The Employers Federation of Ceylon (EFC) yesterday announced that staff member Manique Gunaratne has been awarded the national honour of Keerthi Sri Lanka Bhimani Deshabandu.
Gunaratne is known to many for her tireless work on promoting the rights of persons with disabilities. As Senior Trainer at the EFC’s ICT Training Center for the Visually Impaired she has successfully taught IT skills to hundreds of visually impaired students, with the aim of bettering their chances of getting employment.
As Vice Chairperson for the South Asian Disability Forum, she travels the world addressing nations on the wants and needs of the disabled community. The fact that she is visually impaired herself does not hinder her resolve to build a more tolerant world in any way.
Last Saturday Gunaratne’s work was acknowledged by the nation as whole, as she was bestowed with title of Keerthi Sri Lanka Bhimini Deshabandhu, the third highest national honour award in the country for meritorious service. When asked how she felt to receive such a prestigious honour, Gunaratne spoke of how important this was, not just for her but for all persons with disability.
“I am really proud of my achievement. It’s not sympathy that we expect from society but empathy. The service I do to the community has been recognized. This opens doors for more opportunities for persons with disabilities and persons with non-disabilities to break barriers and create a disabled friendly environment with dignity and justice for all,” she said.
Although, Gunaratne has quite rightly received the recognition she deserves, she painfully remembers earlier times when our society was far less charitable to her. The loss of her sight at 30 years of age, led to this highly educated young lady losing a lot more than just a physical sense. As her world descended into darkness, she noticed peoples’ attitudes to her changing.
As uncomfortable as her disability was for her, it also appeared to make others uncomfortable. People not knowing what to say to her, simply didn’t say anything at all and avoided her. She found herself excluded from certain conversations when people referred to something visual, because they assumed she would have no opinion as she couldn’t see. At the other end of the scale well-meaning people treated her as a charity case and pitied her. They feared for her safety and told her she would never be able to do anything on her own again.
The exclusion and isolation for a once bright, independent, dynamic young woman was enough to send her into deep depression and despair. She, like many in her situation, withdrew from society and resigned herself not to living but to existing.
But it wasn’t long before her indomitable spirit began to shine through. Through her own self-determination she refused to accept being treated as a second class citizen. With pure focus, she set out to get herself a job and become independent once again.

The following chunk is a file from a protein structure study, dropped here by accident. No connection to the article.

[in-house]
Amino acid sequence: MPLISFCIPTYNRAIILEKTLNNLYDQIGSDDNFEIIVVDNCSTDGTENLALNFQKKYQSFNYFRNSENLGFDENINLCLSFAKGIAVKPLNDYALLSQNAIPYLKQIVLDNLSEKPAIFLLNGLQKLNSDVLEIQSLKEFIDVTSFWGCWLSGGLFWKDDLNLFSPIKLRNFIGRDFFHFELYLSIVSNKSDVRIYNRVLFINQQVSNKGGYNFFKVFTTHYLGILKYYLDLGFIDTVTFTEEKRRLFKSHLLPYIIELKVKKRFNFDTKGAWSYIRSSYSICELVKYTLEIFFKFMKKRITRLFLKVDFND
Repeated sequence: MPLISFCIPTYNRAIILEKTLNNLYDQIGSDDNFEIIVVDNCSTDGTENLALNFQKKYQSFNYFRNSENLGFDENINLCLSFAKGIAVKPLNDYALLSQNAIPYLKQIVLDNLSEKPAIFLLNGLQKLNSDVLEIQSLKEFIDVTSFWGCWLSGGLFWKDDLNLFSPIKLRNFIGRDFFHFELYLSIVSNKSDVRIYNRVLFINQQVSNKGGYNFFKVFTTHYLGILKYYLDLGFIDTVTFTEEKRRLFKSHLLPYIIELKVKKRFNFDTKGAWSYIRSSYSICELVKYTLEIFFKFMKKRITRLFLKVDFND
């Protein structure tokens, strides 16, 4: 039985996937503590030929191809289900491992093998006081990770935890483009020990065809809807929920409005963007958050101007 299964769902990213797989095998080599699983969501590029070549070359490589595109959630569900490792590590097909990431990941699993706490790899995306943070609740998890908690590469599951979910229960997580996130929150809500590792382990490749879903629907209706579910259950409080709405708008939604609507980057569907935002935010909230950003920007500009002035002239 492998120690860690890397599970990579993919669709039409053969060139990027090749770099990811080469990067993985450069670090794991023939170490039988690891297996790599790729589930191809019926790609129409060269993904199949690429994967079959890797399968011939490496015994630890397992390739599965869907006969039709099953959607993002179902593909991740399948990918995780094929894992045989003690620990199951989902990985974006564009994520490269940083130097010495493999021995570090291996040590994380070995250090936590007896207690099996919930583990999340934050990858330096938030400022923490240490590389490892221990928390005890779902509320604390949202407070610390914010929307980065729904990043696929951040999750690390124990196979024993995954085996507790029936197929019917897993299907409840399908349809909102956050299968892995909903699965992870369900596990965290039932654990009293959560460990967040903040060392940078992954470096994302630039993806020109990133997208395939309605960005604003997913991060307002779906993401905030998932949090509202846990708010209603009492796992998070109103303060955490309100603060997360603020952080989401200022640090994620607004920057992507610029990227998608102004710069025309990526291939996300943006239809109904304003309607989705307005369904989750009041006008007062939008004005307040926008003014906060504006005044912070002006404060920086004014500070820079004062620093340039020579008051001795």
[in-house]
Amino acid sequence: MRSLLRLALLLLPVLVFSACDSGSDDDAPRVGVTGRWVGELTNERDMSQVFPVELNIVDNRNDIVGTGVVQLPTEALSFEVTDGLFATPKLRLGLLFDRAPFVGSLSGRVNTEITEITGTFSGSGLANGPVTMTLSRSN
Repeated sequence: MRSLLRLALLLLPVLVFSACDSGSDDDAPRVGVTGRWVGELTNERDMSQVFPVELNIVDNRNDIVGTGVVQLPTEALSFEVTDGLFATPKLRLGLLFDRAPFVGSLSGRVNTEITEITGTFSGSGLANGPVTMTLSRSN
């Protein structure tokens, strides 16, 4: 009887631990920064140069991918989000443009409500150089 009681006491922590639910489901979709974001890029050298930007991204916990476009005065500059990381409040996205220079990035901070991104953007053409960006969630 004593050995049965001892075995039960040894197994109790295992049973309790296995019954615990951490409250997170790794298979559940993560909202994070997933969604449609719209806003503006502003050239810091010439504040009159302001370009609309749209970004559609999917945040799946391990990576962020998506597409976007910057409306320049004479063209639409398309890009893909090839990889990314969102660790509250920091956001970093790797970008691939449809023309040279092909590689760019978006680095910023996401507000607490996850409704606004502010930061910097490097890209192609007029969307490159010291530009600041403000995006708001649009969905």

Despite numerous rejections she remained resolute and eventually went for an interview as a receptionist at the EFC. The EFC at this time was creating a Network amongst its members to empower persons with disabilities through employment. Feeling that it should walk its talk, the Federation was keen to have persons with disabilities in its own workforce. But, how would this woman be able to answer the phone? How would she take written messages and deal with visitors to the EFC? “Just give me a chance, sir and I will not disappoint you,” was her answer to the interviewer.
Thirteen years later Gunaratne has remained true to her word. She has not disappointed the EFC at all. She has progressed her career from receptionist to senior trainer at the EFC’s ICT Training Centre and is a key member of the EFC’s Network on Disability, working with employers who are members of the Network to place other disabled persons in jobs.
Commenting on Gunaratne’s honour, Director General Ravi Peiris said: “We at the EFC, are delighted and proud to have Manique with us. She brings into life the famous words of Sir Winston Churchill when he said, ‘see opportunities in every difficulty rather than difficulties in every opportunity’. Manique has overcome her worst difficulties in life by converting them into an opportunity to serve and assist others in similar circumstances. Her determination, commitment and above all, her positive attitude towards life and work is a strong message to all of us. The Deshabandu Award bestowed on her is a token of appreciation for her invaluable service to society. We wish her more strength and courage in continuing her work in the future!”